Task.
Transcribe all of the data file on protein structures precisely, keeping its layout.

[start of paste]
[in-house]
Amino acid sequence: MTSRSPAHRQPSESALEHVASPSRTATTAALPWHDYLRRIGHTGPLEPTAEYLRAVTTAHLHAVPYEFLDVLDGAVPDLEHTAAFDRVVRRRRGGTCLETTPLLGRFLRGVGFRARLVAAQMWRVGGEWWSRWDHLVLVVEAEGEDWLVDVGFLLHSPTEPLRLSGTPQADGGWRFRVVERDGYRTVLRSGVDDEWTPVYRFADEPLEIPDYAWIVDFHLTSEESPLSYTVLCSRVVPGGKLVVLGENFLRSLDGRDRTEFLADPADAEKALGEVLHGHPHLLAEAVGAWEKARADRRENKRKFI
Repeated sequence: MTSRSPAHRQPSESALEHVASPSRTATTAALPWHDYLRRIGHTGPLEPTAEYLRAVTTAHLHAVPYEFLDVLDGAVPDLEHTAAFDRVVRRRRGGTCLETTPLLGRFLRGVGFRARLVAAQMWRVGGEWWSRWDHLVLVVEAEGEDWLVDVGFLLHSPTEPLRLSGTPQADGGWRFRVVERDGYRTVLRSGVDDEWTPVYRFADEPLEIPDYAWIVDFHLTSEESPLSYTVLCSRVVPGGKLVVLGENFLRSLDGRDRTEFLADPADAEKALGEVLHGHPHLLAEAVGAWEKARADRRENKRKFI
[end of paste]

[in-house]
Amino acid sequence: MTSRSPAHRQPSESALEHVASPSRTATTAALPWHDYLRRIGHTGPLEPTAEYLRAVTTAHLHAVPYEFLDVLDGAVPDLEHTAAFDRVVRRRRGGTCLETTPLLGRFLRGVGFRARLVAAQMWRVGGEWWSRWDHLVLVVEAEGEDWLVDVGFLLHSPTEPLRLSGTPQADGGWRFRVVERDGYRTVLRSGVDDEWTPVYRFADEPLEIPDYAWIVDFHLTSEESPLSYTVLCSRVVPGGKLVVLGENFLRSLDGRDRTEFLADPADAEKALGEVLHGHPHLLAEAVGAWEKARADRRENKRKFI
Repeated sequence: MTSRSPAHRQPSESALEHVASPSRTATTAALPWHDYLRRIGHTGPLEPTAEYLRAVTTAHLHAVPYEFLDVLDGAVPDLEHTAAFDRVVRRRRGGTCLETTPLLGRFLRGVGFRARLVAAQMWRVGGEWWSRWDHLVLVVEAEGEDWLVDVGFLLHSPTEPLRLSGTPQADGGWRFRVVERDGYRTVLRSGVDDEWTPVYRFADEPLEIPDYAWIVDFHLTSEESPLSYTVLCSRVVPGGKLVVLGENFLRSLDGRDRTEFLADPADAEKALGEVLHGHPHLLAEAVGAWEKARADRRENKRKFI